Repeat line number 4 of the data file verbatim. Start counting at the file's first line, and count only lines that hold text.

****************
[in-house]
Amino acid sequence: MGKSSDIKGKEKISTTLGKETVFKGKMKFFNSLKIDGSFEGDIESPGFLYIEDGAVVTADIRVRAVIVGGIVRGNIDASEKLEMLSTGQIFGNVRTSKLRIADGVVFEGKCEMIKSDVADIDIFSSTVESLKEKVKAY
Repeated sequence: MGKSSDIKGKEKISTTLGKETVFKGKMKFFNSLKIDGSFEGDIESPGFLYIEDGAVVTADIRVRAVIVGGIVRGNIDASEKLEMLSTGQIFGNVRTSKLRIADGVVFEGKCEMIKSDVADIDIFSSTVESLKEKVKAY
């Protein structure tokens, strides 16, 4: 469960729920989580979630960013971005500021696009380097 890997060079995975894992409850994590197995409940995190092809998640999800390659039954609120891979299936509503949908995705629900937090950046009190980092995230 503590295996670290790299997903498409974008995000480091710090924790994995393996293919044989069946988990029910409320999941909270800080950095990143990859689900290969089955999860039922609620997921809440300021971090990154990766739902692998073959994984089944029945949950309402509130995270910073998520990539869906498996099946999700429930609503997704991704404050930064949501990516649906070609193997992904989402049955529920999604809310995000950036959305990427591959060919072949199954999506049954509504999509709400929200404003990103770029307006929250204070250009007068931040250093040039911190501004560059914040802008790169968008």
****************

């Protein structure tokens, strides 16, 4: 469960729920989580979630960013971005500021696009380097 890997060079995975894992409850994590197995409940995190092809998640999800390659039954609120891979299936509503949908995705629900937090950046009190980092995230 503590295996670290790299997903498409974008995000480091710090924790994995393996293919044989069946988990029910409320999941909270800080950095990143990859689900290969089955999860039922609620997921809440300021971090990154990766739902692998073959994984089944029945949950309402509130995270910073998520990539869906498996099946999700429930609503997704991704404050930064949501990516649906070609193997992904989402049955529920999604809310995000950036959305990427591959060919072949199954999506049954509504999509709400929200404003990103770029307006929250204070250009007068931040250093040039911190501004560059914040802008790169968008």